compilation is very thorough and it is presented just as
thoroughly. Although, as I believe I can prove, they are, in
the last analysis, small matters. I am compelled to ask the
witness to answer these points in detail since they were
brought up in detail. Breach Number 1 concerns the exceeding
of the permitted number of mines. In Column 2 it states that
according to the Versailles Treaty, the Control Commission
allowed 1,665 mines, but we owned 3,675 mines, that is to
say, 2,000 too many. Will you please tell the Tribunal the
significance of this breach, it doubtlessly was a breach.

                                                   [Page 85]

A. I should like to say in advance that this list was
prepared for our Navy representative at the Disarmament
Conference, so that if these things should be mentioned, he
could give an explanation. That is why it was so explicit,
even though most of the things it contains are of minor
importance. I should like to add to what I said previously
as regards the danger of attacks by Poland. In view of the
political situation at that time we always feared that the
Poles, if they should undertake an invasion of our country,
might receive certain naval support from France, inasmuch as
French ships, which at that time often visited the Polish
port of Gdynia, could attack our coast through the Baltic
entrance, the Belt and the Sund. For this reason the defence
of the Baltic entrances by mines played an important role,
and that was why we undertook this breach of the Treaty, in
order to be able to close at least the Baltic entrances at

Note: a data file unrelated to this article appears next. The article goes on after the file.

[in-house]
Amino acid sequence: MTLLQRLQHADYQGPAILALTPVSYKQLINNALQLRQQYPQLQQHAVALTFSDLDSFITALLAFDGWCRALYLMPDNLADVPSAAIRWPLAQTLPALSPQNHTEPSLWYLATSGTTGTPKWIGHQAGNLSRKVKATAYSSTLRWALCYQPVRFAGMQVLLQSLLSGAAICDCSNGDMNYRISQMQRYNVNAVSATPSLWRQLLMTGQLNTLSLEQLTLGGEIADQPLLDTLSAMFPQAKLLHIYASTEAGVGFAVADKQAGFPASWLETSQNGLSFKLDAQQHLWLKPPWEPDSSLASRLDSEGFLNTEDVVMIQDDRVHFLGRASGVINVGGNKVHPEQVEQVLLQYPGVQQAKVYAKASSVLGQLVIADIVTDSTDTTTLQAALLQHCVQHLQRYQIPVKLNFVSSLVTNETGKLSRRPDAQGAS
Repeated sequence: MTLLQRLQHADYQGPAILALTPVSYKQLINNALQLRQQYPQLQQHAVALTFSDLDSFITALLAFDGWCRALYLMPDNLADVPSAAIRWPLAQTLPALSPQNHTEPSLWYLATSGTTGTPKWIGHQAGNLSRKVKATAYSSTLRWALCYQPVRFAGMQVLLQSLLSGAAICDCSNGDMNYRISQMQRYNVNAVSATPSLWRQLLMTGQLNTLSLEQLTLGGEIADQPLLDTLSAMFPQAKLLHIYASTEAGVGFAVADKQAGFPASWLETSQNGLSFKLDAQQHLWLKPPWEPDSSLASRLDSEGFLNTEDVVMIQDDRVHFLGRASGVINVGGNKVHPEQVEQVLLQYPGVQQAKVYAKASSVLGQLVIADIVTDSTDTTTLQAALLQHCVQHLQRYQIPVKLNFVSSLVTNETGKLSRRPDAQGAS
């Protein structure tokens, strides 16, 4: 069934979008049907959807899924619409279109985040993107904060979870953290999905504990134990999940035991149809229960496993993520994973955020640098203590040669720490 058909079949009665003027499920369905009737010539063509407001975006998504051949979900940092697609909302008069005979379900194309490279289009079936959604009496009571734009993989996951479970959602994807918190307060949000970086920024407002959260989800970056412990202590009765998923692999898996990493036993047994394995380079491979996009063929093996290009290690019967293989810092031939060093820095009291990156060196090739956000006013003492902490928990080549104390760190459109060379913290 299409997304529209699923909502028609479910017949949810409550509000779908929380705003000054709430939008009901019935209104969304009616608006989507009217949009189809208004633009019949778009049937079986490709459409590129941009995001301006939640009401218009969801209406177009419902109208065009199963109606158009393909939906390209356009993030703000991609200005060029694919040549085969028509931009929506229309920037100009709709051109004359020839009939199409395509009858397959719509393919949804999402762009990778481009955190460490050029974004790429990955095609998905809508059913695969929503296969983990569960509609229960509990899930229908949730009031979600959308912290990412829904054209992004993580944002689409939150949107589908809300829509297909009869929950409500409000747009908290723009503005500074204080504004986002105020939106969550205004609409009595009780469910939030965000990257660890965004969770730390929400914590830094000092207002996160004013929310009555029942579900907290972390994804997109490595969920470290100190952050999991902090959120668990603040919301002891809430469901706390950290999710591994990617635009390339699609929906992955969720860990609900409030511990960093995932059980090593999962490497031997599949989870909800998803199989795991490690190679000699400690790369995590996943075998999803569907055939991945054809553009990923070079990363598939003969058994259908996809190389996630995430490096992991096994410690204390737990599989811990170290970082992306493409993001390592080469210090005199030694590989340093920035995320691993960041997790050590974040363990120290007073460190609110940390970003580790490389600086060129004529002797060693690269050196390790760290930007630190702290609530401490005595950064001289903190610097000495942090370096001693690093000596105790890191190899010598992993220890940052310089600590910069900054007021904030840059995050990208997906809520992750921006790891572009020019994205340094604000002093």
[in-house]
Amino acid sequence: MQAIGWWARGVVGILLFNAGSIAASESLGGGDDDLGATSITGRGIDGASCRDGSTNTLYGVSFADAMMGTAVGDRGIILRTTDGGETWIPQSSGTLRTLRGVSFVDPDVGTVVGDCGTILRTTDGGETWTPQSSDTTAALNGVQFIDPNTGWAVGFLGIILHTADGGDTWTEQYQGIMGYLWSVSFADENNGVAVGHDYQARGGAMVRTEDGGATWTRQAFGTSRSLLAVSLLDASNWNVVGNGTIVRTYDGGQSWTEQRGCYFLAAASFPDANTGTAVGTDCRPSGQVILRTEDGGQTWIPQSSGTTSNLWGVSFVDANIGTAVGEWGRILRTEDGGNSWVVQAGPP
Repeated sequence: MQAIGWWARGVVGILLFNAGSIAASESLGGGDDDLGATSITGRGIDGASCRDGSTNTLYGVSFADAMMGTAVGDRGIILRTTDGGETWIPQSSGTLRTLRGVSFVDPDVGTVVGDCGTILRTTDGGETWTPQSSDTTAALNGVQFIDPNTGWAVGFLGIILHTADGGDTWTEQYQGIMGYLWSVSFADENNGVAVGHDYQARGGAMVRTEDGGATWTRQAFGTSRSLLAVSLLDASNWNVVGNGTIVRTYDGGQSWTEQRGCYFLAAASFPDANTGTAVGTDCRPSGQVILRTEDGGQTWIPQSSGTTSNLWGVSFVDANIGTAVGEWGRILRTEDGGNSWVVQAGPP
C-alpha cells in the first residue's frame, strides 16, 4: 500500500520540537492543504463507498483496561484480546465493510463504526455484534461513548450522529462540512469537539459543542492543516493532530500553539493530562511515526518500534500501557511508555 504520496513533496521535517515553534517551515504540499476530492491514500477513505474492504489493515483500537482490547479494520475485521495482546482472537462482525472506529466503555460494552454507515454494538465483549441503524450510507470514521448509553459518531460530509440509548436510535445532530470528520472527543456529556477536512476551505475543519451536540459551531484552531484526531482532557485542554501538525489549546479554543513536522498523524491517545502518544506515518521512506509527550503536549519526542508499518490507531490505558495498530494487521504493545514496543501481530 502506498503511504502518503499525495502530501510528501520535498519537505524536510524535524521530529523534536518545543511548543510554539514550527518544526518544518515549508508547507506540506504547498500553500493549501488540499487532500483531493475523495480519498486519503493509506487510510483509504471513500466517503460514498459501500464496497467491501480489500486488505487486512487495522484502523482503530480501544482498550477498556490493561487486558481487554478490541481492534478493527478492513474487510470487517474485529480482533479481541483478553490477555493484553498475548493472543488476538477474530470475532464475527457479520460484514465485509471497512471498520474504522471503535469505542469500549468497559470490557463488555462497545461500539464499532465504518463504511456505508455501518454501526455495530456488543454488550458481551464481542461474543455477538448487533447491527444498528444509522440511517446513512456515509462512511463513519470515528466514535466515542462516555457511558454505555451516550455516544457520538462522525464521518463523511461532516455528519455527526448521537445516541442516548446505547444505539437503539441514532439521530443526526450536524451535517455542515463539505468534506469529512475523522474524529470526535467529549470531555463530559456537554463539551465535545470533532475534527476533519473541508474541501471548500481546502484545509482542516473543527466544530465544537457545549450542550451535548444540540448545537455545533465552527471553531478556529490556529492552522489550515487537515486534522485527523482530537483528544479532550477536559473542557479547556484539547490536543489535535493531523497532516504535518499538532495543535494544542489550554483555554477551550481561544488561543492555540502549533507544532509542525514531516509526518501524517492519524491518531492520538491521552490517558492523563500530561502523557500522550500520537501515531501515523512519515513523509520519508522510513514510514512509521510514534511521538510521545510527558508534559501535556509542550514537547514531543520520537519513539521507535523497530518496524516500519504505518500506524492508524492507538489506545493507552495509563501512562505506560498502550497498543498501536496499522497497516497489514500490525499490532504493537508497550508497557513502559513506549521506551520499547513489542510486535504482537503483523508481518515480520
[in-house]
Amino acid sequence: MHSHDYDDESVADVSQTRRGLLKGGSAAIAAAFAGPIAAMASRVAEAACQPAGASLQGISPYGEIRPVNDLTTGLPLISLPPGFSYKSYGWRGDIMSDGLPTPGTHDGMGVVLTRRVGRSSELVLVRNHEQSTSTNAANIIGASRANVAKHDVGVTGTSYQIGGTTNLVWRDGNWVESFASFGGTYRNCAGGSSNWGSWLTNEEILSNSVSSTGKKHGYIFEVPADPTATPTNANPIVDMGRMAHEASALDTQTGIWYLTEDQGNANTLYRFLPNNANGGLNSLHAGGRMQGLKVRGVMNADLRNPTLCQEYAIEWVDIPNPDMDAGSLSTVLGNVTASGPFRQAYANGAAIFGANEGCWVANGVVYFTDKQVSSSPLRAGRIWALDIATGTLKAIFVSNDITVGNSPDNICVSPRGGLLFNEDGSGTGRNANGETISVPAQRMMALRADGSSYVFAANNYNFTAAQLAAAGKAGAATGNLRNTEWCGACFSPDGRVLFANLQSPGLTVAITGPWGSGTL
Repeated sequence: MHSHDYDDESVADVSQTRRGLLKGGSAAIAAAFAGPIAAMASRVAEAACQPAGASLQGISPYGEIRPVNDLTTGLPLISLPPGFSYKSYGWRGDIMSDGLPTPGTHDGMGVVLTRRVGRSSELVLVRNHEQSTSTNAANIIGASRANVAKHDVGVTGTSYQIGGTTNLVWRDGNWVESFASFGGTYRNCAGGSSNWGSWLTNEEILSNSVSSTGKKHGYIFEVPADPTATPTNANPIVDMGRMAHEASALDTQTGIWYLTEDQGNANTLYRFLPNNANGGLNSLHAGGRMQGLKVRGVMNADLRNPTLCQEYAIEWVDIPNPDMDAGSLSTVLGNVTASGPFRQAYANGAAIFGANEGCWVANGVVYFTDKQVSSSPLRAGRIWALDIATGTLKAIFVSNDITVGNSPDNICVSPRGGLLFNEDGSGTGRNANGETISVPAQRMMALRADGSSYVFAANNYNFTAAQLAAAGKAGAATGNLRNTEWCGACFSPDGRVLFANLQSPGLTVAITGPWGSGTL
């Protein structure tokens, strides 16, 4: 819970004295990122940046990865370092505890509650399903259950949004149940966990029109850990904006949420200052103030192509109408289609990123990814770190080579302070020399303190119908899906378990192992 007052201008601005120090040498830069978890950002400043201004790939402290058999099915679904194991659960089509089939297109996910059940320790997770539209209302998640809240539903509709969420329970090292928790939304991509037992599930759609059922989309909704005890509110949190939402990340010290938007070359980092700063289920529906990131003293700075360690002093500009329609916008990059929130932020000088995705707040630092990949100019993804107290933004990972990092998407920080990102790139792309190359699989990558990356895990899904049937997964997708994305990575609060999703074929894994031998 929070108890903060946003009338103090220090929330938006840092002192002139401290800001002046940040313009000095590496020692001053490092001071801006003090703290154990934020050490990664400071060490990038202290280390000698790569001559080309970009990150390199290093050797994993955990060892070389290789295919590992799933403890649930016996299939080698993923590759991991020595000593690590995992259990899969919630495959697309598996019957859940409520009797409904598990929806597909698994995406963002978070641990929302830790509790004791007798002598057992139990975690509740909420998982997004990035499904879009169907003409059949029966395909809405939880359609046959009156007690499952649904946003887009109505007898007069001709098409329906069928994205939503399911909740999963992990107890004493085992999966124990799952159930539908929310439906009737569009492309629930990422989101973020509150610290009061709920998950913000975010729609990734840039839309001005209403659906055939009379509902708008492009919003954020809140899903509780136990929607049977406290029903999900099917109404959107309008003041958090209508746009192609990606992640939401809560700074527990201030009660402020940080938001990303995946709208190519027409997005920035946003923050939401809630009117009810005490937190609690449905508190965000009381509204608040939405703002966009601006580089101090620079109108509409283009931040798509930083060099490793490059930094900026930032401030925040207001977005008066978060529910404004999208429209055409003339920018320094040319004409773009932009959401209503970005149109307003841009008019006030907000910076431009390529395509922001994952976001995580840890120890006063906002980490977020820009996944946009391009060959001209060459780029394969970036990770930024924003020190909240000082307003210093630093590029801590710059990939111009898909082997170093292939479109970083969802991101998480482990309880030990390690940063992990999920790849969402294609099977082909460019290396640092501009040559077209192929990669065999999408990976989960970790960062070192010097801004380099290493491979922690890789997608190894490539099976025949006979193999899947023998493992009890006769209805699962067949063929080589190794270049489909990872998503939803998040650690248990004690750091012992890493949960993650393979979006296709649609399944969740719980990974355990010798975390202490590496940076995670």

the narrow points; which was of course possible only for a
certain time. With these mines only a stretch of 27 sea
miles could have been closed. Thus, we would have been able
to close a part of Danzig Bay on which Gydnia was situated,
or a part of the Belt, by laying several rows of mines. This
was the only method which could be effective for any length
of time. This was purely a question of defence, but still
they exceeded the number of mines permitted.

Q. Just now in the calculation of the 27 sea miles you
included the total number which Germany
had at that time.

A. Yes.

Q. Not just the number which exceeded that which was

A. No, the total.

Q. So that the number in excess is only half this number?

A. Yes.

Q. And then I should like to have an approximate comparison.
I was told by way of comparison, that the British in the
First World War laid about 400,000 to 500,000 mines in the
North Sea. Do you recall if this number is approximately

A. Approximately it may be right. I cannot say exactly from

Q. I believe the approximation suffices to show a picture of
the size.

A second small question now. Is it true that for mining
English ports Reichsmarschall Goering's Luftwaffe in one
action alone used thirty to fifty thousand mines? Do you
know of that?

A. I have heard so.

Q. Then there is a second point:

  "Continuous storing of guns from the North Sea area for
  Baltic artillery batteries."

This involves 96 guns, only 6 of which are of large calibre,
the others of smaller calibre. May I ask you to explain this
breach of the Treaty?

A. This is quite a small breach. We were allowed a
comparatively large number of guns on the North Sea coast.
On the other hand, according to plans the Baltic coast was
comparatively bare of guns, since they wanted to retain free
entry to the Baltic, whereas we had the greatest interest in